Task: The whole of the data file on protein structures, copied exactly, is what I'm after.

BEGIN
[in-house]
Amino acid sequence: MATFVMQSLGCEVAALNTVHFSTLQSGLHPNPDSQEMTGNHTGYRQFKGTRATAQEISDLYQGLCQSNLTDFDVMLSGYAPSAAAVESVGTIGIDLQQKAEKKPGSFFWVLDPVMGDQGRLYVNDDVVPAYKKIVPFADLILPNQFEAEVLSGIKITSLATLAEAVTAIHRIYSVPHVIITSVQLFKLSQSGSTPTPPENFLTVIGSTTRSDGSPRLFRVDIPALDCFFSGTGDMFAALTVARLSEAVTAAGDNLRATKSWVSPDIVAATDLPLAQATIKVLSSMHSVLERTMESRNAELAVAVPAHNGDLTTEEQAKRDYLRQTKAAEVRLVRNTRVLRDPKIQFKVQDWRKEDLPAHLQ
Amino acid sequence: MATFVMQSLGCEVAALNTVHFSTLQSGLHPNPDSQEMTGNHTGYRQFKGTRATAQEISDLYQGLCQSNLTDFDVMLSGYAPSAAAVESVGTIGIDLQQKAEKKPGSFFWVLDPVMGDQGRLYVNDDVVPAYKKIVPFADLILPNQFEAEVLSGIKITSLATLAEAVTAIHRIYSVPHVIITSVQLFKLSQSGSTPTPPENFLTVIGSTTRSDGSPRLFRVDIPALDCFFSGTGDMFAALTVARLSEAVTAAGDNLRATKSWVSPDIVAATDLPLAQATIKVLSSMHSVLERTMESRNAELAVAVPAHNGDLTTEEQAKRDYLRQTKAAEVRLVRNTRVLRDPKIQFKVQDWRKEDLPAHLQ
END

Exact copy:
[in-house]
Amino acid sequence: MATFVMQSLGCEVAALNTVHFSTLQSGLHPNPDSQEMTGNHTGYRQFKGTRATAQEISDLYQGLCQSNLTDFDVMLSGYAPSAAAVESVGTIGIDLQQKAEKKPGSFFWVLDPVMGDQGRLYVNDDVVPAYKKIVPFADLILPNQFEAEVLSGIKITSLATLAEAVTAIHRIYSVPHVIITSVQLFKLSQSGSTPTPPENFLTVIGSTTRSDGSPRLFRVDIPALDCFFSGTGDMFAALTVARLSEAVTAAGDNLRATKSWVSPDIVAATDLPLAQATIKVLSSMHSVLERTMESRNAELAVAVPAHNGDLTTEEQAKRDYLRQTKAAEVRLVRNTRVLRDPKIQFKVQDWRKEDLPAHLQ
Amino acid sequence: MATFVMQSLGCEVAALNTVHFSTLQSGLHPNPDSQEMTGNHTGYRQFKGTRATAQEISDLYQGLCQSNLTDFDVMLSGYAPSAAAVESVGTIGIDLQQKAEKKPGSFFWVLDPVMGDQGRLYVNDDVVPAYKKIVPFADLILPNQFEAEVLSGIKITSLATLAEAVTAIHRIYSVPHVIITSVQLFKLSQSGSTPTPPENFLTVIGSTTRSDGSPRLFRVDIPALDCFFSGTGDMFAALTVARLSEAVTAAGDNLRATKSWVSPDIVAATDLPLAQATIKVLSSMHSVLERTMESRNAELAVAVPAHNGDLTTEEQAKRDYLRQTKAAEVRLVRNTRVLRDPKIQFKVQDWRKEDLPAHLQ